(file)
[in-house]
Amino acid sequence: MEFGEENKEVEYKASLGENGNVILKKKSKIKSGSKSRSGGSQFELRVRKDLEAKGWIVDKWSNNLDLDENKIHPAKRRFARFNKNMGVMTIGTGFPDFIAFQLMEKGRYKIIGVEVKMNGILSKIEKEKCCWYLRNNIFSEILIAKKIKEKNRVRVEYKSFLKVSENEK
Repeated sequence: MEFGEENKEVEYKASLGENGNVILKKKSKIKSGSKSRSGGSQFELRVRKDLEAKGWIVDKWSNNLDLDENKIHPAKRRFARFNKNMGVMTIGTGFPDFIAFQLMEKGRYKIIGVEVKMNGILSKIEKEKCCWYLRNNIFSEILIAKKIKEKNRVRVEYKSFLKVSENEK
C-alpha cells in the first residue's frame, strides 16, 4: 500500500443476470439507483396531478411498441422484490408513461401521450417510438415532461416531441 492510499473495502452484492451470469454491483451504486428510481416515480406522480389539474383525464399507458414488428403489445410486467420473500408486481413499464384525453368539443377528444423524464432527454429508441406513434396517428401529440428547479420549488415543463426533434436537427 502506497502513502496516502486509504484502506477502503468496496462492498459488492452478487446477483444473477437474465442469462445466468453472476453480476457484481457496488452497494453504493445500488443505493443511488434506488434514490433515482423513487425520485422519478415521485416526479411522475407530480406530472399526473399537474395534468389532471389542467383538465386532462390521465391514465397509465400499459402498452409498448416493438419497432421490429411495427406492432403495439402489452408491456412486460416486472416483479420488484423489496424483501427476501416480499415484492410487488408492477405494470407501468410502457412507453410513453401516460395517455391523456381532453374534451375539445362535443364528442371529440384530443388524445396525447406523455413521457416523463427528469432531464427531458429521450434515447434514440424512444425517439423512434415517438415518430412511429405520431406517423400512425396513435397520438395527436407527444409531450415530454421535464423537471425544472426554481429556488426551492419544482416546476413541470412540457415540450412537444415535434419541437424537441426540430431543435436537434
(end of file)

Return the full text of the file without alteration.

[in-house]
Amino acid sequence: MEFGEENKEVEYKASLGENGNVILKKKSKIKSGSKSRSGGSQFELRVRKDLEAKGWIVDKWSNNLDLDENKIHPAKRRFARFNKNMGVMTIGTGFPDFIAFQLMEKGRYKIIGVEVKMNGILSKIEKEKCCWYLRNNIFSEILIAKKIKEKNRVRVEYKSFLKVSENEK
Repeated sequence: MEFGEENKEVEYKASLGENGNVILKKKSKIKSGSKSRSGGSQFELRVRKDLEAKGWIVDKWSNNLDLDENKIHPAKRRFARFNKNMGVMTIGTGFPDFIAFQLMEKGRYKIIGVEVKMNGILSKIEKEKCCWYLRNNIFSEILIAKKIKEKNRVRVEYKSFLKVSENEK
C-alpha cells in the first residue's frame, strides 16, 4: 500500500443476470439507483396531478411498441422484490408513461401521450417510438415532461416531441 492510499473495502452484492451470469454491483451504486428510481416515480406522480389539474383525464399507458414488428403489445410486467420473500408486481413499464384525453368539443377528444423524464432527454429508441406513434396517428401529440428547479420549488415543463426533434436537427 502506497502513502496516502486509504484502506477502503468496496462492498459488492452478487446477483444473477437474465442469462445466468453472476453480476457484481457496488452497494453504493445500488443505493443511488434506488434514490433515482423513487425520485422519478415521485416526479411522475407530480406530472399526473399537474395534468389532471389542467383538465386532462390521465391514465397509465400499459402498452409498448416493438419497432421490429411495427406492432403495439402489452408491456412486460416486472416483479420488484423489496424483501427476501416480499415484492410487488408492477405494470407501468410502457412507453410513453401516460395517455391523456381532453374534451375539445362535443364528442371529440384530443388524445396525447406523455413521457416523463427528469432531464427531458429521450434515447434514440424512444425517439423512434415517438415518430412511429405520431406517423400512425396513435397520438395527436407527444409531450415530454421535464423537471425544472426554481429556488426551492419544482416546476413541470412540457415540450412537444415535434419541437424537441426540430431543435436537434